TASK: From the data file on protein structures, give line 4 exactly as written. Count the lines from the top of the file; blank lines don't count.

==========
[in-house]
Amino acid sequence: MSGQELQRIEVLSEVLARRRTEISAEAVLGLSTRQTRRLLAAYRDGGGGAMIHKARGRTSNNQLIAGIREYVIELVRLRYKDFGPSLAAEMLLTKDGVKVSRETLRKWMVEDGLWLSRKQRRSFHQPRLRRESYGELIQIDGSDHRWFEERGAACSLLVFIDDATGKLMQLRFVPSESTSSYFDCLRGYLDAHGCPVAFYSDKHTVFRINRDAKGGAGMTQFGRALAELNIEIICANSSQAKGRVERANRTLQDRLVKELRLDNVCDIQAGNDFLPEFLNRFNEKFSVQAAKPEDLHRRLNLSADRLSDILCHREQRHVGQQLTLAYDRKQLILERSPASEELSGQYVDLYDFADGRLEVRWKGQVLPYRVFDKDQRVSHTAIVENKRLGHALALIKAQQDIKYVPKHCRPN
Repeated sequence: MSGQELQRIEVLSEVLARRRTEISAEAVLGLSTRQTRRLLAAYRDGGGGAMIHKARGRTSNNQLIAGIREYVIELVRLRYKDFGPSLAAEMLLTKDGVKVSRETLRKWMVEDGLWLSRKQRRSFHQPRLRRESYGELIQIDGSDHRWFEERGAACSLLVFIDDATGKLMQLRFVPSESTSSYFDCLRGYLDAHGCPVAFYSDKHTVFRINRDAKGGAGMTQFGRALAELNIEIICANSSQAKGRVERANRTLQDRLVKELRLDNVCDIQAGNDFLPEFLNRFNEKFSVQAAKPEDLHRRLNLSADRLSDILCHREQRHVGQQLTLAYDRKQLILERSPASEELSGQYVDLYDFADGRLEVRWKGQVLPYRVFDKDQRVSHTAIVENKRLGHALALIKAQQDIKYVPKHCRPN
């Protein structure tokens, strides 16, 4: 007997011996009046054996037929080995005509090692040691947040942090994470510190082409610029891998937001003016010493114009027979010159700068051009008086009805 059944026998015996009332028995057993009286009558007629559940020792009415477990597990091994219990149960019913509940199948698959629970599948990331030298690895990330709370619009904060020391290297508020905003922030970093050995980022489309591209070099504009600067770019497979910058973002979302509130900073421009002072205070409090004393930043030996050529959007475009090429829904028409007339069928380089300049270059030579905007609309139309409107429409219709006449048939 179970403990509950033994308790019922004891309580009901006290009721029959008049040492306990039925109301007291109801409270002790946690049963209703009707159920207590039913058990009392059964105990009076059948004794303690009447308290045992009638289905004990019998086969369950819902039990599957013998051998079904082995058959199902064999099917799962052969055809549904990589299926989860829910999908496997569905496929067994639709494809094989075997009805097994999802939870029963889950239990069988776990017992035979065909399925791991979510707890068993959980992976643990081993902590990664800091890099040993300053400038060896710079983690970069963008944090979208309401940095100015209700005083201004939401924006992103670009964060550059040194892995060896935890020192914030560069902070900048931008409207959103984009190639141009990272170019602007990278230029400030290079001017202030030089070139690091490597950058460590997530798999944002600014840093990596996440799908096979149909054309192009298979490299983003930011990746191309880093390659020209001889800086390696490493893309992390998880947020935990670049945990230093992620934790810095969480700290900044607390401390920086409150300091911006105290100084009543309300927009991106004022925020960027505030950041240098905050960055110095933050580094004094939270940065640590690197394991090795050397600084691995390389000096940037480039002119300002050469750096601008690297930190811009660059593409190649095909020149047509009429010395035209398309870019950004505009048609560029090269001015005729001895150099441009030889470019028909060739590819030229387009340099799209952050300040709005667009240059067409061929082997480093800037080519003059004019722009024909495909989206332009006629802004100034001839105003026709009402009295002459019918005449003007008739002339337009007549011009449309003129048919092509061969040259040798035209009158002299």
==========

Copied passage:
């Protein structure tokens, strides 16, 4: 007997011996009046054996037929080995005509090692040691947040942090994470510190082409610029891998937001003016010493114009027979010159700068051009008086009805 059944026998015996009332028995057993009286009558007629559940020792009415477990597990091994219990149960019913509940199948698959629970599948990331030298690895990330709370619009904060020391290297508020905003922030970093050995980022489309591209070099504009600067770019497979910058973002979302509130900073421009002072205070409090004393930043030996050529959007475009090429829904028409007339069928380089300049270059030579905007609309139309409107429409219709006449048939 179970403990509950033994308790019922004891309580009901006290009721029959008049040492306990039925109301007291109801409270002790946690049963209703009707159920207590039913058990009392059964105990009076059948004794303690009447308290045992009638289905004990019998086969369950819902039990599957013998051998079904082995058959199902064999099917799962052969055809549904990589299926989860829910999908496997569905496929067994639709494809094989075997009805097994999802939870029963889950239990069988776990017992035979065909399925791991979510707890068993959980992976643990081993902590990664800091890099040993300053400038060896710079983690970069963008944090979208309401940095100015209700005083201004939401924006992103670009964060550059040194892995060896935890020192914030560069902070900048931008409207959103984009190639141009990272170019602007990278230029400030290079001017202030030089070139690091490597950058460590997530798999944002600014840093990596996440799908096979149909054309192009298979490299983003930011990746191309880093390659020209001889800086390696490493893309992390998880947020935990670049945990230093992620934790810095969480700290900044607390401390920086409150300091911006105290100084009543309300927009991106004022925020960027505030950041240098905050960055110095933050580094004094939270940065640590690197394991090795050397600084691995390389000096940037480039002119300002050469750096601008690297930190811009660059593409190649095909020149047509009429010395035209398309870019950004505009048609560029090269001015005729001895150099441009030889470019028909060739590819030229387009340099799209952050300040709005667009240059067409061929082997480093800037080519003059004019722009024909495909989206332009006629802004100034001839105003026709009402009295002459019918005449003007008739002339337009007549011009449309003129048919092509061969040259040798035209009158002299």